Missing neutron star found 30 years after supernova explosion
On February 23, 1987, a supernova lit up the night sky, visible to the naked eye. As the closest such event in almost 400 years, it provided the perfect opportunity to study supernovae, but one predicted piece has been missing ever since. Now, more than 30 years on astronomers say they’ve finally found the neutron star that was produced in the explosion.
Supernova 1987A was a once-in-several-lifetimes event, as the first supernova to be visible to the naked eye since 1604. That’s because it was relatively close by – just 168,000 light-years away in the Large Magellanic Cloud, a dwarf galaxy that orbits the Milky Way. It flared up with the power of 100 million Suns, and glowed in the sky for several months. Even after it faded from view, the remnant of the explosion has remained as a cloud of dust and gas that astronomers have continued to study ever since.
But there was still one lingering question. Supernova theory said that a star of that mass should have collapsed into a neutron star, an incredibly small, dense, energetic object that should have been hard to miss. Yet missed it was, for 32 years. Some astronomers insisted it must have been hiding there, behind a thick veil of dust. Others suggested it may have collapsed into a black hole or a quark star – or maybe our theories are completely wrong, and there was nothing left at all.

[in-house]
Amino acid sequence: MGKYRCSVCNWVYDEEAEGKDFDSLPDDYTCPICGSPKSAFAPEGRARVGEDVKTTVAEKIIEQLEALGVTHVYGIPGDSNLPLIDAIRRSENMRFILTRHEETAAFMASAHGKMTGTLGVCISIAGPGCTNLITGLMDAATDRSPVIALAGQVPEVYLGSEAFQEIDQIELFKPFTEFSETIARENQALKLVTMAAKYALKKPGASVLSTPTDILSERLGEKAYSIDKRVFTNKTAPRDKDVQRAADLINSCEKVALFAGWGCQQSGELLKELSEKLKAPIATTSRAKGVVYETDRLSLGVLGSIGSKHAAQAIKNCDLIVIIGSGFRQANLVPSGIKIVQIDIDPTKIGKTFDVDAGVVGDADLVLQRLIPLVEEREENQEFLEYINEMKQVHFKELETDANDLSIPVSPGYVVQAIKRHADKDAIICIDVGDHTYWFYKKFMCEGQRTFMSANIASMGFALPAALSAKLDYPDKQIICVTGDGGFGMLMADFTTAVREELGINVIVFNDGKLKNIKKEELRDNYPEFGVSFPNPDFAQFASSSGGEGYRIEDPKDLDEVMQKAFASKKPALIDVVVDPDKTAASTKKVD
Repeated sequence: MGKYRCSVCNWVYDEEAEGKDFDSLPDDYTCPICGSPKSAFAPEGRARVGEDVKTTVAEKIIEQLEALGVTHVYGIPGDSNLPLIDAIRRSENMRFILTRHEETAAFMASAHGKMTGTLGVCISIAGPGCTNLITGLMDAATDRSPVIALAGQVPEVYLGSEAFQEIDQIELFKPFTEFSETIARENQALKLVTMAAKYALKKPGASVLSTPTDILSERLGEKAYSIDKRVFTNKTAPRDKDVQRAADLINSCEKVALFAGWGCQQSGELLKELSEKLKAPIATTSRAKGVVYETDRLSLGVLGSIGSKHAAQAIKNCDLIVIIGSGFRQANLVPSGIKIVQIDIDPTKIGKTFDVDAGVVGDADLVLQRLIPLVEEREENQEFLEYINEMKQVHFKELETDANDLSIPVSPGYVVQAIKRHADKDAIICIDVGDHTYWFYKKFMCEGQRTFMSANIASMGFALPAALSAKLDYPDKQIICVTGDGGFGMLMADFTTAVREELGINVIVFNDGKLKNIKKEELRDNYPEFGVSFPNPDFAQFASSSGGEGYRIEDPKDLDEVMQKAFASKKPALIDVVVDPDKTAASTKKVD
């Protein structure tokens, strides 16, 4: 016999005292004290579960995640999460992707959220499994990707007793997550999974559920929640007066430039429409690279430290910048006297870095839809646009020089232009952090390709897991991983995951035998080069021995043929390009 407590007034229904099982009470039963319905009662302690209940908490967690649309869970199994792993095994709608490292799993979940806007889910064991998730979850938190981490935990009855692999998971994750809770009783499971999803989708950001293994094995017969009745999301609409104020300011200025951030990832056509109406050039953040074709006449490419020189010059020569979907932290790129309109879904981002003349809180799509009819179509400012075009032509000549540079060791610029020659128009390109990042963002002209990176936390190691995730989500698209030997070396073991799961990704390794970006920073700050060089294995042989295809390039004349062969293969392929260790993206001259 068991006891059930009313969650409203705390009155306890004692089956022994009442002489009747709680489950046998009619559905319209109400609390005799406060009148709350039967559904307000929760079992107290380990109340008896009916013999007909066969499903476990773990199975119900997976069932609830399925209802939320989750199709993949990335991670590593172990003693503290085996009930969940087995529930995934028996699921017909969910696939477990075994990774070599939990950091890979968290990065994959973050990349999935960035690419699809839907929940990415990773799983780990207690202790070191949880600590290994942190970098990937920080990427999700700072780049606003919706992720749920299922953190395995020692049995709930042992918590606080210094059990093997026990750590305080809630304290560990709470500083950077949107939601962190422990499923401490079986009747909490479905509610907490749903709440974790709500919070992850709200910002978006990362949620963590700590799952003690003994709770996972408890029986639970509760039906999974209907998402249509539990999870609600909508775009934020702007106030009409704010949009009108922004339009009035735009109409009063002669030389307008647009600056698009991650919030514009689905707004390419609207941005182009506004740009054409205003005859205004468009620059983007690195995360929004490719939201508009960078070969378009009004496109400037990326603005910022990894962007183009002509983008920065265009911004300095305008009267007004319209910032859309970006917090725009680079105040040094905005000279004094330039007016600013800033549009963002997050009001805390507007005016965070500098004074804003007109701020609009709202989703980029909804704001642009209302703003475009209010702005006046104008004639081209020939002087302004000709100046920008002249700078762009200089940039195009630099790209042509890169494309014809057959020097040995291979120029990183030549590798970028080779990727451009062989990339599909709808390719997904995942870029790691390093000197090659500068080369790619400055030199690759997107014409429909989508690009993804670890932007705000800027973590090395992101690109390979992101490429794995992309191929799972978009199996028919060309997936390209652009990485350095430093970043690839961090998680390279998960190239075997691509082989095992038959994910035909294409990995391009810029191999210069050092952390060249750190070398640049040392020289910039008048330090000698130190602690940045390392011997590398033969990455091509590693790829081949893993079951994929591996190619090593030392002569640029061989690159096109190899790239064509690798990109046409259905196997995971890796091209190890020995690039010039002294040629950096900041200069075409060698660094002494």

Now, we may finally have our answer. As part of a new study, researchers from Cardiff University claim to have found that predicted neutron star, hiding in the dust. To do so, the team examined the supernova remnant using the Atacama Large Millimeter/submillimeter Array (ALMA) telescope in Chile.
The astronomers found that one certain patch of the dust looked brighter than the rest at the submillimeter wavelengths that ALMA measures. The neutron star was already suspected to be in this particular area.
“Although the light from the neutron star is absorbed by the dust cloud that surrounds it, this in turn makes the cloud shine in sub-millimeter light, which we can now see with the extremely sensitive ALMA telescope,” says Mikako Matsuura, an author of the study.
The team says that the finding helps confirm that our theories about supernovae are on the right track after all. In future, the researchers say that the dust cloud may start to clear up, making the neutron star directly visible.
The research was published in the Astrophysical Journal.
Source: Cardiff University